My CRX doesn't have a belly pan. However, the factory design made an attempt to partially help the under body air flow, by attempting to smooth and contour the 1st foot or two of air space on the front underside of the car. This might not be as good as a full belly pan, but in theory at least it should give a decent partial benefit.
Of course, to make it easy to work on the underside of the car, they used a number of smaller (aprox 1 square foot, but they were all irregular contoured pieces) black plastic sections individually bolted on (instead of making one big "belly pan" that had to be removed as a big piece).
Well, my mechanic noticed (when he was otherwise working on the underside of my car) that many of those plastic sections had relatively large gaps (sometimes a centimeter or more) between them and the adjacent section. Furthermore the edges of some of these plastic pieces had bent over the years, making them more likely to catch the wind. Since he knew about my quest for FE (and aerodynamics is a part of that), he pointed out how these two facts could hurt aerodynamics (even though he didn't know what would be a good fix).
So I got to thinking. What could I do to "fix" this? I thought about caulk, but rejected that idea because it would make it hard to work on the car (i.e. you would have to constantly cut the caulk and re-caulk everytime you wanted to remove a plastic section). So what to do...
Then, being a fan of the "Red Green" show, it hit me. This is actually one of the few times when "Duct Tape" is actually the correct answer!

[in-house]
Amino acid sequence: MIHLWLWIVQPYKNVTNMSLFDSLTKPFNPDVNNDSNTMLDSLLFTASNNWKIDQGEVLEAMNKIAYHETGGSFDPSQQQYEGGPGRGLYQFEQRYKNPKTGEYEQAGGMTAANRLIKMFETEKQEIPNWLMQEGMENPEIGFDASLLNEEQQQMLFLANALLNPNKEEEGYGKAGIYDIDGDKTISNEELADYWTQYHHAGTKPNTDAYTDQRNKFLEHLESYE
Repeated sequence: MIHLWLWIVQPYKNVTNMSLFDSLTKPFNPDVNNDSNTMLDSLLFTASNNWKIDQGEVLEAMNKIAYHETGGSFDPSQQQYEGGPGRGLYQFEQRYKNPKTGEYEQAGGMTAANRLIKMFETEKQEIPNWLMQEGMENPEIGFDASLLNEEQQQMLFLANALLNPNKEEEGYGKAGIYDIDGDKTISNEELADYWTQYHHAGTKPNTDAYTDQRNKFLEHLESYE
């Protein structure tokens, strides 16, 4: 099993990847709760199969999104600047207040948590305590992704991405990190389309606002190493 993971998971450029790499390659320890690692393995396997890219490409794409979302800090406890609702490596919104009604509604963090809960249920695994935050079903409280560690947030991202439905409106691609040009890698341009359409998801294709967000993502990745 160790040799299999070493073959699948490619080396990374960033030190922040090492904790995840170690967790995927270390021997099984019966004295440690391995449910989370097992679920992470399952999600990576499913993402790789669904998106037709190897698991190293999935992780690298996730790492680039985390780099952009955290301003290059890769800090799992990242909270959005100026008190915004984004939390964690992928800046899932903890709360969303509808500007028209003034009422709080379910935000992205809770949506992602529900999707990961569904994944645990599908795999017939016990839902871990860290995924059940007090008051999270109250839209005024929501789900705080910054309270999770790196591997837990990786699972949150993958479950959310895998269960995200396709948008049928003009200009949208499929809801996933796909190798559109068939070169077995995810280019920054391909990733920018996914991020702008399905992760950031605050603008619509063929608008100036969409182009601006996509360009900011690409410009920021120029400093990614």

So I got a role of black backed duct tape (so that the tape color matches the plastic pieces it is going over), and started putting duct tape on the seams between the plastic pieces under the car. With the duct tape, I could both cover over the gaps between the plastic sections, as well as "tape down" the edges that were curling up (and thereby catching the air). And whenever someone needs to remove one of those sections to work under the car, you just pull up the duct tape and then unbolt things normally (and then just put a little more tape down on the seams, as soon as you bolt the plastic piece back on).
I've only had the duct tape on for a short while (a week or two). And I don't have real time instrumentation, so it's hard to quantify the effect. However, subjectively I noticed the improvement in the car's aerodynamics immediately. In fact, my subjective guess is that this "duct tape mod" (under the car's front end) made even more of a difference in improving aerodynamics than my coroplast grill block previously had (which is not to say that I intend to remove my grill block, only that I think my duct tape under my car helped even more than the grill block did)!
In any event, I don't in any way feel bad about putting duct tape UNDER the car just to improve aerodynamics, especially since I have the tape color matching the color of the plastic I have the tape connected to (thereby making the tape almost "invisible" unless you carefully look under the car for some reason). The way I figure it, duct tape is cheap, easy to use, and easy to remove (especially from the plastic it is taped to) when I later need to remove it (to make repairs to the car). And so what if the tape eventually falls off on it's own? If/when that happens, I'll just get another roll, and tape it up again!
And at least from my perspective, it really "feels" like I've made a noticeable improvement to my car's aerodynamics using nothing more than "The Handyman's Secret Weapon"...